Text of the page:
Commentary – ‘Something doesn’t feel right’

Chris Clegg

It was just over 22 years ago in late 1999 when the great master told creative director Paige Braddock that, “Something doesn’t feel right”.
There he stood, with comic strips in hand, when he made that statement.
A few days later, the master’s wife, Jean, called Braddock to tell her that her husband had made the decision to retire. He had suffered a stroke.
A few weeks later, Peanuts had come to a glorious end.
Charles M. Schulz’s last Peanuts strip ran in newspapers Feb. 13, 2000. The next day, he died in his sleep at his home.
It is hard to believe the greatest cartoonist of all time left us more than 22 years ago. Even today, virtually every child knows about Snoopy and Charlie Brown. His comic strips are timeless.
My first memories of Peanuts were watching the Christmas special on TV and reading the comics in the Edmonton Journal. My father was also a big Peanuts fan. My bedroom was next to my parents. I remember countless times dad was reading Peanuts and started to laugh.
“Kathy, look at this,” he said laughing, and proceeded to read her the comic strip.
The family acquired quite a collection of Fawcett paperback Peanuts books. Over time, they disappeared. Later in life, I began my own crusade and purchased well over 100 Peanuts books on eBay. I still read them often. In the city, I stop at book stores to buy any other book I may not have in my collection. I just may go on another eBay shopping spree some day!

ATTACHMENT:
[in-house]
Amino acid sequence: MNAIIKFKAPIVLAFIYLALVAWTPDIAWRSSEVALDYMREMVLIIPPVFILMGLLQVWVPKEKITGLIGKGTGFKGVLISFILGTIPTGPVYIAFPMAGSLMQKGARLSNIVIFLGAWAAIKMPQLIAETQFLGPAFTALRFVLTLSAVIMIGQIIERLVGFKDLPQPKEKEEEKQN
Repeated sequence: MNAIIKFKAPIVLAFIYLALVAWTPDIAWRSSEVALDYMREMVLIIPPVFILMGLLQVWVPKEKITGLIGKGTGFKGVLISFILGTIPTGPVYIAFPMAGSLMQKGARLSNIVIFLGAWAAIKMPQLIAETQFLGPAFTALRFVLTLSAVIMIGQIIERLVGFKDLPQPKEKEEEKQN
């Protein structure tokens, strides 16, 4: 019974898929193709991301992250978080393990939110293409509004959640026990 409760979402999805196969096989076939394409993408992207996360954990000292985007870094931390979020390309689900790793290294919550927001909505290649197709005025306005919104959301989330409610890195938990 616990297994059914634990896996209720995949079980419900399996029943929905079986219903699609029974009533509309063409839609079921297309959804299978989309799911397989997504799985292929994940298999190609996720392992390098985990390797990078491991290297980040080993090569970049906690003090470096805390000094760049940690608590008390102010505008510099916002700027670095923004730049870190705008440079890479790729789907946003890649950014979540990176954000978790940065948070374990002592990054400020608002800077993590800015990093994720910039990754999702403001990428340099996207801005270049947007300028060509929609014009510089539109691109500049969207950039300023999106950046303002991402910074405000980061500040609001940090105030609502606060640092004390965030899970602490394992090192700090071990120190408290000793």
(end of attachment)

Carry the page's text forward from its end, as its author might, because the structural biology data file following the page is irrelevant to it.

Today, my sister posts Peanuts strips on the family Facebook page. Apparently, there is more than one Peanuts fan in the family. Thank goodness!
I read Schultz’s statement, “Something doesn’t feel right” in a recent Peanuts book. The story is beside his last strip. In that last strip, Schulz chose to remember his favourite scenes. Snoopy on top of the doghouse writing. Snoopy as a World War I flying ace. Lucy getting hit on the head with a fly ball [it always made him laugh!] or Lucy pulling the football away from Charlie Brown as he tried to kick it. Snoopy trying to steal Linus’s blanket. And more.
“Charlie Brown, Snoopy, Linus, Lucy. . .how can I ever forget them. . .” Schulz wrote.
And with those words Peanuts came to an end.
While Schulz’s choices for his final strip were appropriate, and who am I to question the master, I was disappointed and still am to this day. I would have preferred to have Charlie Brown go out in a blaze of glory.
Why not let Charlie Brown kick the football? Win a game of checkers with Lucy? Win a baseball game for that matter, or hit a home run? Fly a kite, perhaps!
Or perhaps, what would be his greatest triumph of all, getting a kiss from the Little Red-Haired Girl?
I remember seeing the only drawing Schulz made of the Little Red-Haired Girl. When asked why he never included her in any strips, he was concise: “I could never draw her to readers’ expectations.”
Schulz chose to not let anyone continue the strip. The Peanuts franchise continues to rake in big bucks from continued specials and merchandizing, however. Let’s just say the estate keeps the family well looked after.
Speaking of merchandizing, who else do you know who owns an authentic Pig-Pen button! I wear it very rarely for fear of losing it.
Letting Charlie Brown go out in a blaze of glory would have gone against everything the comic strip had meant for over 50 years; however, letting Charlie Brown get a kiss from a pretty girl could have symbolized a “goodbye” kiss in some sort of way, perhaps as a final goodbye to the strip.
For me, “Something doesn’t feel right” and never did about that last strip.
Schulz may be gone but his characters will live forever!

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